Jim Laker outlines the long and important service given to cricket by Raman Subba Row

Raman Subba Row is congratulated by Wally Grout on reaching his hundred at Edgbaston in 1961 © WCM
Few will argue that Raman Subba Row has been just about the best cricketer to emerge from Whitgift School. From those early days through to Colombo '82 those of us who have known him well would point to a highly successful career as both player and administrator.

As a Cambridge freshman his 5 for 21 in the Varsity match of 1951 must have given him more cause for amusement and subsequent celebration than a sound 94 runs made in the following year. With Peter May and David Sheppard in the batting line-up, South African Cuan McCarthy and John Warr a more than lively pair of openers, and Robin Marlar in my view very comfortably the best spin bowler in post-war University cricket, Raman had begun his career in more than useful company.

Coming down from Cambridge posed more difficult problems. Ideally he wanted a spell of full-time cricket and would have wished it to be with Surrey. Indeed, for two seasons he shared in their triumphs when his contributions proved of great value before the offer at Northampton allowed him the extra scope he needed, and he moved on in 1955.

From 1958 until his premature retirement in 1961 at only 29 he skippered the county with skill and thoughtfulness and finally established himself as a batsman of real quality and excellent temperament. His concentration saw him through some marathon performances and when it seemed that a long double-century against Lancashire would highlight his career he thoroughly confounded many of his old Surrey colleagues by smashing all Northants records with an undefeated 300 at Kennington Oval.

Two MCC tours came his way and many of us felt that a broken hand he suffered at an early stage of the 1958-59 Australian tour had a profound effect on the disappointing outcome of that series. He showed his penchant for a strong Australian attack in 1961 with centuries at Birmingham and in his final Test appearance at The Oval.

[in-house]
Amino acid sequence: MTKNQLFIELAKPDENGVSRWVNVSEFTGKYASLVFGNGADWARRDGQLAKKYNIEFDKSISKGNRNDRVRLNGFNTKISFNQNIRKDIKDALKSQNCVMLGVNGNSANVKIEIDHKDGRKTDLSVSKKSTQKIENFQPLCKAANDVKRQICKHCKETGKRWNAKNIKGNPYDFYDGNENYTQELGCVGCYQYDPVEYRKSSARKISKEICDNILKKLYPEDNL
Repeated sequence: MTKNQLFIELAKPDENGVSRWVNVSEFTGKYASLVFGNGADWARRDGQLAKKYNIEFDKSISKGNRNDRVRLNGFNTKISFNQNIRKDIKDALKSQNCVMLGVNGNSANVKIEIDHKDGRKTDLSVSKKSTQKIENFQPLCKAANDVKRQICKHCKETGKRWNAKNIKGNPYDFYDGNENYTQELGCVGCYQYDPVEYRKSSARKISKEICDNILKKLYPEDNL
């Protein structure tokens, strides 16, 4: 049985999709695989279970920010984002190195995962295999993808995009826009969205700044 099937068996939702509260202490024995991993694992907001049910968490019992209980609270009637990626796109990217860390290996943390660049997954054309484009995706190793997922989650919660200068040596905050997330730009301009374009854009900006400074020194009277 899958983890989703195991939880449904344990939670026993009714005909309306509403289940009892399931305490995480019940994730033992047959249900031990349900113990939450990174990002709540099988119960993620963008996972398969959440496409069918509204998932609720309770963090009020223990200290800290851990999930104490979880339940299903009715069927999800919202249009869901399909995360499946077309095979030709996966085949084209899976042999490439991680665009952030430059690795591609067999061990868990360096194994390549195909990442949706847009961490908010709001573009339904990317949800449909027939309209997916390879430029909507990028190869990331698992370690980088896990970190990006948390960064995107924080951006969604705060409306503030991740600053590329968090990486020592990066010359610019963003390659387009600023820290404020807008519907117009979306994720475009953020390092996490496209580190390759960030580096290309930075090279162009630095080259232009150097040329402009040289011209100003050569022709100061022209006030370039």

His overall average in 13 Tests was an excellent 47, which surprisingly proved to be on a par with his two more glamorous contemporaries, Peter May and Ted Dexter. In his all-too-brief first-class career he made 30 three-figure scores and in my book he stands high on the list of difficult left-handers to dislodge.

If many people mistakenly under-estimated Raman as a batsman, few that matter would make the same error in relation to his work over the last 20 years as a leading administrator at both Lord's and The Oval. If records were kept of meetings attended, of hours spent on lengthy considerations of so many weighty cricket problems, he would stand a firm favourite for honours. In this sort of work he has always been a few years ahead of his time. For years he led the movement to see competitive league cricket in the South, and even at Lord's itself a number of his earlier proposals are now coming into effect. Who knows that one day TCCB may agree on the format of cricket being rebuilt round a basis of 16 four-day county matches which Mr R. Subba Row has been working hard at for so long!

These days his first love, Kennington Oval, has become virtually a second home for him. In the last few years players, officials, members and the general public have discovered a new-born atmosphere in the shadow of the famous gasholders, and most of the welcome changes can be attributed to the advice and forethought of Raman and three or four of his close collaborators.

His appointment as tour manager to India was an inspired choice and sure proof to him of his high rating at Lord's. Despite the disappointing playing results it seems that without exception the manager received nothing but praise for his diplomacy and skill in dealing with all from the Prime Minister down to the youngest beggar boy.

All this leads to the question of where does he go from here? Obviously he remains on the short list for a future overseas tour, but does another appointment loom larger? There has long been a thought that cricket should have its own Ron Greenwood. A 'Mr Cricket' to rule the roost. While doubting the wisdom of such thinking, it is not beyond the bounds of possibility that TCCB one day may well appoint a cricket executive director in overall charge on a full-time salaried basis.

There can be few indeed with the necessary allround qualifications for such a position, and who better than Raman Subba Row if that is where he sees his future?